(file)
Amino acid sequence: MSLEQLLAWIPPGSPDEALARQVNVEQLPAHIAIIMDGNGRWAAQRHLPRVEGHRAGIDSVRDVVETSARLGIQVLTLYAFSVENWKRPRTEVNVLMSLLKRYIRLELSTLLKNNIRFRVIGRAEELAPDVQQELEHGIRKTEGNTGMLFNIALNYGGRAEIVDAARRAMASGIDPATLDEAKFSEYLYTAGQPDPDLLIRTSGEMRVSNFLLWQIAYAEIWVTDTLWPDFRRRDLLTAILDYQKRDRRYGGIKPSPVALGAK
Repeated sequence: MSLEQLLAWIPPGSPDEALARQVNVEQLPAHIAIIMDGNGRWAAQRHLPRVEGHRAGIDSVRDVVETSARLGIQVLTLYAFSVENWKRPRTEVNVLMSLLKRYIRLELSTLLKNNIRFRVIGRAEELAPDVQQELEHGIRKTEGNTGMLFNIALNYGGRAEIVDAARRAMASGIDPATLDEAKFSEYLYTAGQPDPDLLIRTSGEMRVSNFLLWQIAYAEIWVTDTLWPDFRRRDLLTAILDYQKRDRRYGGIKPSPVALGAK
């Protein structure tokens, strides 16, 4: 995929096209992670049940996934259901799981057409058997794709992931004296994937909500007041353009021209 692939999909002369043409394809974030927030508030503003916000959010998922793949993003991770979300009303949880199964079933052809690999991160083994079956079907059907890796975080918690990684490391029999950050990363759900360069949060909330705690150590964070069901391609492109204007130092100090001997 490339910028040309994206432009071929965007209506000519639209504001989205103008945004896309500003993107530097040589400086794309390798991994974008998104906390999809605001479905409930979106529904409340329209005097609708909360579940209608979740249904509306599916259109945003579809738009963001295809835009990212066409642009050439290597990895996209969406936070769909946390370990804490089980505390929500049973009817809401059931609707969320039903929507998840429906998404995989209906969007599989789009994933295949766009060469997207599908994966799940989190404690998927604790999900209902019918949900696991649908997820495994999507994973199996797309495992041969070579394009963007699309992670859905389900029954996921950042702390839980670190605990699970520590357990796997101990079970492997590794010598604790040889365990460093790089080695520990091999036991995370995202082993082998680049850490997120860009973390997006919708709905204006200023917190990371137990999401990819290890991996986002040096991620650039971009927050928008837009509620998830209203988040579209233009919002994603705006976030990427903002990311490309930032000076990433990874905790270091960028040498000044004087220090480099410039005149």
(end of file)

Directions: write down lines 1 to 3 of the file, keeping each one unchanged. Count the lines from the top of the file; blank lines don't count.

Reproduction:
Amino acid sequence: MSLEQLLAWIPPGSPDEALARQVNVEQLPAHIAIIMDGNGRWAAQRHLPRVEGHRAGIDSVRDVVETSARLGIQVLTLYAFSVENWKRPRTEVNVLMSLLKRYIRLELSTLLKNNIRFRVIGRAEELAPDVQQELEHGIRKTEGNTGMLFNIALNYGGRAEIVDAARRAMASGIDPATLDEAKFSEYLYTAGQPDPDLLIRTSGEMRVSNFLLWQIAYAEIWVTDTLWPDFRRRDLLTAILDYQKRDRRYGGIKPSPVALGAK
Repeated sequence: MSLEQLLAWIPPGSPDEALARQVNVEQLPAHIAIIMDGNGRWAAQRHLPRVEGHRAGIDSVRDVVETSARLGIQVLTLYAFSVENWKRPRTEVNVLMSLLKRYIRLELSTLLKNNIRFRVIGRAEELAPDVQQELEHGIRKTEGNTGMLFNIALNYGGRAEIVDAARRAMASGIDPATLDEAKFSEYLYTAGQPDPDLLIRTSGEMRVSNFLLWQIAYAEIWVTDTLWPDFRRRDLLTAILDYQKRDRRYGGIKPSPVALGAK
């Protein structure tokens, strides 16, 4: 995929096209992670049940996934259901799981057409058997794709992931004296994937909500007041353009021209 692939999909002369043409394809974030927030508030503003916000959010998922793949993003991770979300009303949880199964079933052809690999991160083994079956079907059907890796975080918690990684490391029999950050990363759900360069949060909330705690150590964070069901391609492109204007130092100090001997 490339910028040309994206432009071929965007209506000519639209504001989205103008945004896309500003993107530097040589400086794309390798991994974008998104906390999809605001479905409930979106529904409340329209005097609708909360579940209608979740249904509306599916259109945003579809738009963001295809835009990212066409642009050439290597990895996209969406936070769909946390370990804490089980505390929500049973009817809401059931609707969320039903929507998840429906998404995989209906969007599989789009994933295949766009060469997207599908994966799940989190404690998927604790999900209902019918949900696991649908997820495994999507994973199996797309495992041969070579394009963007699309992670859905389900029954996921950042702390839980670190605990699970520590357990796997101990079970492997590794010598604790040889365990460093790089080695520990091999036991995370995202082993082998680049850490997120860009973390997006919708709905204006200023917190990371137990999401990819290890991996986002040096991620650039971009927050928008837009509620998830209203988040579209233009919002994603705006976030990427903002990311490309930032000076990433990874905790270091960028040498000044004087220090480099410039005149």